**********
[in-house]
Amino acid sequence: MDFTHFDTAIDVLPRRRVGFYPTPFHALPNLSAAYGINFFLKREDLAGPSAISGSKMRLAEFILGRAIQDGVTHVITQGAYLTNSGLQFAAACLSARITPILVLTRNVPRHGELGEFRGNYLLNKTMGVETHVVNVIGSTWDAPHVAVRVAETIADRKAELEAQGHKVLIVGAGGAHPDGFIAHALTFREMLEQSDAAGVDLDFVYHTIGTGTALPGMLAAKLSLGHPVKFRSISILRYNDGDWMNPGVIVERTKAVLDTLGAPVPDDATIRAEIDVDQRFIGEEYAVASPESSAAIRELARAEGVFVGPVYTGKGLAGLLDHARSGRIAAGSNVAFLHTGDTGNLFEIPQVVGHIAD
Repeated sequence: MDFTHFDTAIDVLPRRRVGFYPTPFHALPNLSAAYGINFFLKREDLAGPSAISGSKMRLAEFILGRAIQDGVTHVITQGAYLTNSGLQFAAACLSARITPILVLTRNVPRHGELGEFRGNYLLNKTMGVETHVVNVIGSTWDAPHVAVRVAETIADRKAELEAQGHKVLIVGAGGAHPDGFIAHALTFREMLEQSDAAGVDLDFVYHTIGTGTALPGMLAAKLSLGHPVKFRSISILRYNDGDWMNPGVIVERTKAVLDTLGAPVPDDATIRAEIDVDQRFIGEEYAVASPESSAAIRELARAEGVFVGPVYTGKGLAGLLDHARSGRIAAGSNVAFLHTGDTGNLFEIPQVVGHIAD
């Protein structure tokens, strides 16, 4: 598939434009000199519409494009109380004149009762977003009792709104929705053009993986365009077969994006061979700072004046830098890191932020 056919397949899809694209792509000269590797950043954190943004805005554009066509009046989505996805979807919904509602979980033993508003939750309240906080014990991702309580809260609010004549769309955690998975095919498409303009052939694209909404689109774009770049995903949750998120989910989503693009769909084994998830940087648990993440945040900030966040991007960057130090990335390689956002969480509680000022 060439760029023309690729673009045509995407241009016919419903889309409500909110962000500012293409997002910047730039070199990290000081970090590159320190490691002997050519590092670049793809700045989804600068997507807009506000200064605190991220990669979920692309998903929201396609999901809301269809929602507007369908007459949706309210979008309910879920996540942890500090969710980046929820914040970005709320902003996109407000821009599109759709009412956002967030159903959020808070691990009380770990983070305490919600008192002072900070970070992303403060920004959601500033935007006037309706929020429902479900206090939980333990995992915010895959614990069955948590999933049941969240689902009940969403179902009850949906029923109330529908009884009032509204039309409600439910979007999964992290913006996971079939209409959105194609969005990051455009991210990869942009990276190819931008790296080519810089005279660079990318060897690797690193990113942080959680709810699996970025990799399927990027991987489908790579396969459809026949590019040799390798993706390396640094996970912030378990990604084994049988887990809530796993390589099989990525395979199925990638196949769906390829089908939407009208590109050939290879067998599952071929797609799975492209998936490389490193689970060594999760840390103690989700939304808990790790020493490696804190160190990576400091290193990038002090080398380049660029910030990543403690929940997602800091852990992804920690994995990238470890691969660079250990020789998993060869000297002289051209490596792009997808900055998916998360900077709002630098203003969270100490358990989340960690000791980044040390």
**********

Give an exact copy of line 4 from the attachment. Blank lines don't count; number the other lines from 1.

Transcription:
């Protein structure tokens, strides 16, 4: 598939434009000199519409494009109380004149009762977003009792709104929705053009993986365009077969994006061979700072004046830098890191932020 056919397949899809694209792509000269590797950043954190943004805005554009066509009046989505996805979807919904509602979980033993508003939750309240906080014990991702309580809260609010004549769309955690998975095919498409303009052939694209909404689109774009770049995903949750998120989910989503693009769909084994998830940087648990993440945040900030966040991007960057130090990335390689956002969480509680000022 060439760029023309690729673009045509995407241009016919419903889309409500909110962000500012293409997002910047730039070199990290000081970090590159320190490691002997050519590092670049793809700045989804600068997507807009506000200064605190991220990669979920692309998903929201396609999901809301269809929602507007369908007459949706309210979008309910879920996540942890500090969710980046929820914040970005709320902003996109407000821009599109759709009412956002967030159903959020808070691990009380770990983070305490919600008192002072900070970070992303403060920004959601500033935007006037309706929020429902479900206090939980333990995992915010895959614990069955948590999933049941969240689902009940969403179902009850949906029923109330529908009884009032509204039309409600439910979007999964992290913006996971079939209409959105194609969005990051455009991210990869942009990276190819931008790296080519810089005279660079990318060897690797690193990113942080959680709810699996970025990799399927990027991987489908790579396969459809026949590019040799390798993706390396640094996970912030378990990604084994049988887990809530796993390589099989990525395979199925990638196949769906390829089908939407009208590109050939290879067998599952071929797609799975492209998936490389490193689970060594999760840390103690989700939304808990790790020493490696804190160190990576400091290193990038002090080398380049660029910030990543403690929940997602800091852990992804920690994995990238470890691969660079250990020789998993060869000297002289051209490596792009997808900055998916998360900077709002630098203003969270100490358990989340960690000791980044040390």